inheritors

But let us bite the bullet, and… Martha? What’s in these damned cartridges…

Our first feature is, as mentioned above, a brand new Carnacki story written especially for greydogtales! And we are, of course delighted.

jpatrickallen

J Patrick Allen is a Fantasy and Weird Western author out of St. Louis, Missouri. His first novel, West of Pale, arrives Spring 2016 from 18th Wall Productions and his first short story will be coming out this month in The Dragon Lord’s Library.

You can catch a free story every week on his website www.jpatrickallen.com, or you can follow him on Twitter @jpatrickauthor where he blurts out the first thing that comes to mind. Click on the link below the image to read, or tell me and I’ll slam an .rtf version up pronto:

puddle2The Drowning Puddle

We’ve also heard from another writer  Brandon Barrows.  I obviously need to crush these pups quickly before my life-support fails (I suspect arming Willie Meikle is the answer).

The first book to be released under the new Dunham’s Manor hardcover series, The Castle-Town Tragedy features three brand-new tales in which Carnacki the Ghost-Finder faces tortured spirits, powerful other-worldly entities and things that go bump in the night. But, armed with an array of scientific instruments, a vast knowledge of the occult, and fueled by a drive to dispel the mysteries and horrors of the world, Carnacki welcomes the challenge as our world’s best defense against the malevolent denizens of the Outer Circle!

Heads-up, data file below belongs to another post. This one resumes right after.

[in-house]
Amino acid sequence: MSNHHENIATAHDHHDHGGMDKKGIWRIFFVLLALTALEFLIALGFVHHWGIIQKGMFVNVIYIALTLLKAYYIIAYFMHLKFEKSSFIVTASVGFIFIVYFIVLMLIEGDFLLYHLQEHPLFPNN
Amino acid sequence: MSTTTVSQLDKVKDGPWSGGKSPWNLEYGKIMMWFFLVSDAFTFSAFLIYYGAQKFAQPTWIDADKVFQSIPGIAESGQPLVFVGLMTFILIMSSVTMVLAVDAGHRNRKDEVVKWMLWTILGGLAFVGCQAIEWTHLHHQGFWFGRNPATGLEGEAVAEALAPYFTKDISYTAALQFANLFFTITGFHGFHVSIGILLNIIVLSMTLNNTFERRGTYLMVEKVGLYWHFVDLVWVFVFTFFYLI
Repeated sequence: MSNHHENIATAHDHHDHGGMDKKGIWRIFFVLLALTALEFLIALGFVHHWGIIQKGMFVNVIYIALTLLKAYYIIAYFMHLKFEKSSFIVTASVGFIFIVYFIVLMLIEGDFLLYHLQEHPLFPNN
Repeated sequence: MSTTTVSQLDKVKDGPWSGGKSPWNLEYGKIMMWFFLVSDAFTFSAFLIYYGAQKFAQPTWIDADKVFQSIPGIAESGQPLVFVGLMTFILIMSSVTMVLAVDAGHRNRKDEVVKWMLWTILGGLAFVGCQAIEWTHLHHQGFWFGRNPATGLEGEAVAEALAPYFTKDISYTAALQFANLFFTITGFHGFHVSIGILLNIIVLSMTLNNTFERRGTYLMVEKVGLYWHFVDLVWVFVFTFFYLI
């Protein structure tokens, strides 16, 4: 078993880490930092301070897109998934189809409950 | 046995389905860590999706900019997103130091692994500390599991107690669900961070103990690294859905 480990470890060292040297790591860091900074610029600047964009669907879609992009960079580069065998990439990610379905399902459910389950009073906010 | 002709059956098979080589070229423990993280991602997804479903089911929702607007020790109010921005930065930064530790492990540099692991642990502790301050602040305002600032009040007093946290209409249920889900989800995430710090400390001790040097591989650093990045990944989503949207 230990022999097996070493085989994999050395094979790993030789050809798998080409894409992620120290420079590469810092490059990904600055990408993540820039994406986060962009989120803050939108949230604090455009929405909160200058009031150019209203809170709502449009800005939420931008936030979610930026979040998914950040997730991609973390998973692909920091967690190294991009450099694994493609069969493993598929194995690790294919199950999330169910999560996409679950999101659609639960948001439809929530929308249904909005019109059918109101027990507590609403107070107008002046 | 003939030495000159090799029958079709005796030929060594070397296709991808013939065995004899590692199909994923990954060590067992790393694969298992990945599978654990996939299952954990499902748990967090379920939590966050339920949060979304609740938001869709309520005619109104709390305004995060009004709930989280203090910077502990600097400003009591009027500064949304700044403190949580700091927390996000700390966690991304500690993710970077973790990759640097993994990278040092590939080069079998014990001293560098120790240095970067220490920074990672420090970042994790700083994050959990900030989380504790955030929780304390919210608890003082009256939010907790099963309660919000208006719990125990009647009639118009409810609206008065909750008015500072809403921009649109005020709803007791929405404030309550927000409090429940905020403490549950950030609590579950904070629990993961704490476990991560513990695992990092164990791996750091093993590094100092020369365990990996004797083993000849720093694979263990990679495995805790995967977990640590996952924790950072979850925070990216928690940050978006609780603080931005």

Castle_20Town_20Tragedy_20color_20with_20Sinatra_20font_20low_20res_20final_originalThe Castle-Town Tragedy

Oh well, maybe they’ll take up chartered accountancy instead. Brandon can be found at the link below:

Brandon Barrows web-site

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We move on to good news from Kate Coady, the new The Night Land web-hierarch (she said ‘web-master’, but our alpha female Chilli will have no truck with such terms):

In 1906, William Hope Hodgson published a long, terribly strange book called The Night Land. In 2001 Andy Robertson started a website about it. The front page read:

Argument: That the Night Land, Though Grotesque and Flawed, is one of the World’s Greatest Works of Fantasy.

The site’s content comprised criticism and essays based on The Night Land, and works of art influenced by it: visual arts, multimedia, and stories written by professionals and talented amateurs. These works form the substance of the Argument: The Night Land is great in itself, and great as a source of inspiration.

Later, Mr. Robertson would publish two anthologies of these stories (Night Lands Volume 1 and Volume 2). He planned to published more in book form. But his health began to fail, and in 2014, he died.

The Night Land website didn’t. Brett Davidson (who might be described as Mr. Robertson’s partner in Night Land literary creation) and I are keeping the site going, as previously arranged. The old domain was thenightland.co.uk. We are now at:

teng-violet-fractal-logoThe Night Land web-site

I’ve recently redesigned the site to make it mobile-friendly and easier to navigate, while trying to keep the spirit of Mr. Robertson’s original atmospheric design.

We now have a journal on-site; I’ll be updating it much more often than the old site log. I’ll be posting news and essays concerning Mr. Hodgson and his writing, and some other weird fiction and science fiction. Feel free to email me and tell me about new Hodgson-related works. (nightland -at- starsofwinter.com)

Thanks Kate.